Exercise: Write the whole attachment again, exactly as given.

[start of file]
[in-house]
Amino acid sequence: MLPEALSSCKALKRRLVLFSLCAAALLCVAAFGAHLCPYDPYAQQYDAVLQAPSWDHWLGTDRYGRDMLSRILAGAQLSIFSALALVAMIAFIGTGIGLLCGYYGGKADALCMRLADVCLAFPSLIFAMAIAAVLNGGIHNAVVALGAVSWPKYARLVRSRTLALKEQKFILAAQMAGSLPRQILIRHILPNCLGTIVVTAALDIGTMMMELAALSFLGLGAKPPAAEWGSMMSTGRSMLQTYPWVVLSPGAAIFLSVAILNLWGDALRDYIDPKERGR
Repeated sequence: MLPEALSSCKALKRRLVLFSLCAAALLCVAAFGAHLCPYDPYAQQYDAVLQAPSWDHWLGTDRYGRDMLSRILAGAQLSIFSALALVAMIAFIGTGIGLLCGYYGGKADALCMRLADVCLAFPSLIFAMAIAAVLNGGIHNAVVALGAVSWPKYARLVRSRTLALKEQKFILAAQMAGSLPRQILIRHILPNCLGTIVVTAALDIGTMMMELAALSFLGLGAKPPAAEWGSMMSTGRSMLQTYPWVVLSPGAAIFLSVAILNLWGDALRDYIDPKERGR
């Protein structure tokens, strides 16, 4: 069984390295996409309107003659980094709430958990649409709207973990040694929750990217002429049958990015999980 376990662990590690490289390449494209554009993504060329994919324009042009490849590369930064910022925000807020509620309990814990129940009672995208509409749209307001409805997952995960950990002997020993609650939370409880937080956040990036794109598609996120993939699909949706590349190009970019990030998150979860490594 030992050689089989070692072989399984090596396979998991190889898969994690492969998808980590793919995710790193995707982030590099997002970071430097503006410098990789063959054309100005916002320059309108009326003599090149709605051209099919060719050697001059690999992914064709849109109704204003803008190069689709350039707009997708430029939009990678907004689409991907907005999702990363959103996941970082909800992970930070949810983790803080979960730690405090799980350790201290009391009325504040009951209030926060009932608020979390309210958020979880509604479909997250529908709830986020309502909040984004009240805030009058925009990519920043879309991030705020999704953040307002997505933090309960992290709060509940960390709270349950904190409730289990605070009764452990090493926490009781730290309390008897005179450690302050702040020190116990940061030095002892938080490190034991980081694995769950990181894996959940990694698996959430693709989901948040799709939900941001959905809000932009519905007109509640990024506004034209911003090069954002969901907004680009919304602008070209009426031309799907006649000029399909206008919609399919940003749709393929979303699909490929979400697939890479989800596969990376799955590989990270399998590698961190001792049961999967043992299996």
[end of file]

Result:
[in-house]
Amino acid sequence: MLPEALSSCKALKRRLVLFSLCAAALLCVAAFGAHLCPYDPYAQQYDAVLQAPSWDHWLGTDRYGRDMLSRILAGAQLSIFSALALVAMIAFIGTGIGLLCGYYGGKADALCMRLADVCLAFPSLIFAMAIAAVLNGGIHNAVVALGAVSWPKYARLVRSRTLALKEQKFILAAQMAGSLPRQILIRHILPNCLGTIVVTAALDIGTMMMELAALSFLGLGAKPPAAEWGSMMSTGRSMLQTYPWVVLSPGAAIFLSVAILNLWGDALRDYIDPKERGR
Repeated sequence: MLPEALSSCKALKRRLVLFSLCAAALLCVAAFGAHLCPYDPYAQQYDAVLQAPSWDHWLGTDRYGRDMLSRILAGAQLSIFSALALVAMIAFIGTGIGLLCGYYGGKADALCMRLADVCLAFPSLIFAMAIAAVLNGGIHNAVVALGAVSWPKYARLVRSRTLALKEQKFILAAQMAGSLPRQILIRHILPNCLGTIVVTAALDIGTMMMELAALSFLGLGAKPPAAEWGSMMSTGRSMLQTYPWVVLSPGAAIFLSVAILNLWGDALRDYIDPKERGR
């Protein structure tokens, strides 16, 4: 069984390295996409309107003659980094709430958990649409709207973990040694929750990217002429049958990015999980 376990662990590690490289390449494209554009993504060329994919324009042009490849590369930064910022925000807020509620309990814990129940009672995208509409749209307001409805997952995960950990002997020993609650939370409880937080956040990036794109598609996120993939699909949706590349190009970019990030998150979860490594 030992050689089989070692072989399984090596396979998991190889898969994690492969998808980590793919995710790193995707982030590099997002970071430097503006410098990789063959054309100005916002320059309108009326003599090149709605051209099919060719050697001059690999992914064709849109109704204003803008190069689709350039707009997708430029939009990678907004689409991907907005999702990363959103996941970082909800992970930070949810983790803080979960730690405090799980350790201290009391009325504040009951209030926060009932608020979390309210958020979880509604479909997250529908709830986020309502909040984004009240805030009058925009990519920043879309991030705020999704953040307002997505933090309960992290709060509940960390709270349950904190409730289990605070009764452990090493926490009781730290309390008897005179450690302050702040020190116990940061030095002892938080490190034991980081694995769950990181894996959940990694698996959430693709989901948040799709939900941001959905809000932009519905007109509640990024506004034209911003090069954002969901907004680009919304602008070209009426031309799907006649000029399909206008919609399919940003749709393929979303699909490929979400697939890479989800596969990376799955590989990270399998590698961190001792049961999967043992299996």